Companies are rapidly adopting a more mature approach to storage, focused on how to manage and protect data through its entire lifecycle, says Cliff Saran.
Data storage has become increasingly important within businesses, supporting the growth of e-mail and databases and providing an archive for regulatory compliance. Business growth fuels demand for storage. Each new business opportunity puts a burden on the storage infrastructure of a company, and regulatory compliance calls for data to be logged, secured and easily accessible.
These requirements need to be achieved cost effectively. All of this neatly ties into the latest industry buzz around information lifecycle management - a term used to describe the processes and procedures for storing and archiving data.
Storage is a major expense within the IT department and IT directors need a handle on how to keep costs under control. A lot of the focus for the industry has been around storage consolidation: users want to make the most of existing assets.
Businesses and public sector organisations are storing more and more information, resulting in greater demand for storage and archiving technology. Some industries, such as financial services, are seeing their data requirements growing by about 40% each year, according to IDC analyst Claus Egge.
Given that the amount of data stored will continue to grow, costs will escalate unless IT directors can find a way to store information cheaply.
At the same time, enterprises are looking to improve how they protect data. Egge has also observed a shift in the way users are buying storage products towards a more mature attitude focused on the way storage is managed.
Storage area networks are now considered to be an essential foundation on which to start making savings. There is an up-front cost in building a San, but once it has been established, users can benefit from storage virtualisation, where several systems can access the same virtual pool of storage. This allows IT directors to consolidate older systems and save on the maintenance and IT management costs associated with supporting several discrete boxes.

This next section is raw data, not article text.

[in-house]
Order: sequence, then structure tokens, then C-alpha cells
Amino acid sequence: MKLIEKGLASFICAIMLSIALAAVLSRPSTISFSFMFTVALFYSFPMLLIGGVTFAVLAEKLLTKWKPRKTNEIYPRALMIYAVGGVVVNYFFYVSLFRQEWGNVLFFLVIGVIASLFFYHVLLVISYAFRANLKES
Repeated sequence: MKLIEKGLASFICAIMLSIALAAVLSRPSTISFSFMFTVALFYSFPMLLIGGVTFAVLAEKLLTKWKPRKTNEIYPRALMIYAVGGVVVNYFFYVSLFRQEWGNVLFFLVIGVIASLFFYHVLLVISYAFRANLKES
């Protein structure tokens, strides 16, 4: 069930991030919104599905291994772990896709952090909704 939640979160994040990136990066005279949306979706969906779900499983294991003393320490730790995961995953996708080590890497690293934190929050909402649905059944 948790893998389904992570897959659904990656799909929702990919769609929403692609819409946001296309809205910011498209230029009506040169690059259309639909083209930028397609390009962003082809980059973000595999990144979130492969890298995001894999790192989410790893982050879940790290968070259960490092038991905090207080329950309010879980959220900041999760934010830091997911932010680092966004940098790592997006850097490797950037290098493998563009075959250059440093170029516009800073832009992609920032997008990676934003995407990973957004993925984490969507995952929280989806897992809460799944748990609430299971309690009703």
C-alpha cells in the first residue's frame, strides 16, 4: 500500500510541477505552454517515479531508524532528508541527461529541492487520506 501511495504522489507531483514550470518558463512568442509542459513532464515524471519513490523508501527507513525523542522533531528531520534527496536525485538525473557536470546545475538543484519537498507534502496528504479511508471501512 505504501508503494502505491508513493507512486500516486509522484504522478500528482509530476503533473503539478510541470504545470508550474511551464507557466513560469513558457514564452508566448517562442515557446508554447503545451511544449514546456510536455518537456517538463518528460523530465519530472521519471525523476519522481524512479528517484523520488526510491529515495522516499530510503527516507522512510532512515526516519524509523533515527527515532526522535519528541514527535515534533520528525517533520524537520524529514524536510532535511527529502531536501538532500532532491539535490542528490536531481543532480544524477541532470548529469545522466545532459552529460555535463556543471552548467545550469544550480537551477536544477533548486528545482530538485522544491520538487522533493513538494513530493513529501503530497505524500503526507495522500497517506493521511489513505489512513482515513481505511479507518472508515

Few would dispute, for example, that a standardised, consolidated, centrally-managed, appropriately tooled storage environment will be more efficient to run than a set of disparate, poorly integrated Sans, says Jon Collins, principal analyst, infrastructure and management at IDC. But few businesses are lucky enough to be able to start from scratch. Many organisations have a number of the pieces in place already, but are a long way off achieving anybody's definition of ILM, he says.
So IT directors build on what they already have, making the most of existing IT systems, by adding software, hardware and services to support a storage strategy.
In this special report, Jessica Twentyman examines how one business has been building a robust back-up strategy to support growth in storage. The system put in place has allowed the IT team to monitor application usage in order to anticipate future demand on storage, and has also improved back-up times. This allows end-users to retrieve data far more quickly than before.
Arif Mohamed's article looks into how proprietary or niche storage specifications are being eroded, in favour of widely adopted standards that provide compatibility from different suppliers' products and lower the total cost of ownership. Technology has been shifting towards lower-cost storage such as iSCSI as an alternative to Fibre Channel and standards to simplify implementing redundant disc arrays.
The industry has seen many changes with EMC, Sun and Symantec growing their storage businesses through acquisition. Antony Adshead finds out how the changes in the industry are panning out and what will it mean for users.
Storage cannot be ignored. IT directors need to look at the cost of their existing infrastructure and assess how to evolve it using products based on emerging standards to support the growing demands of business.
This was first published in October 2005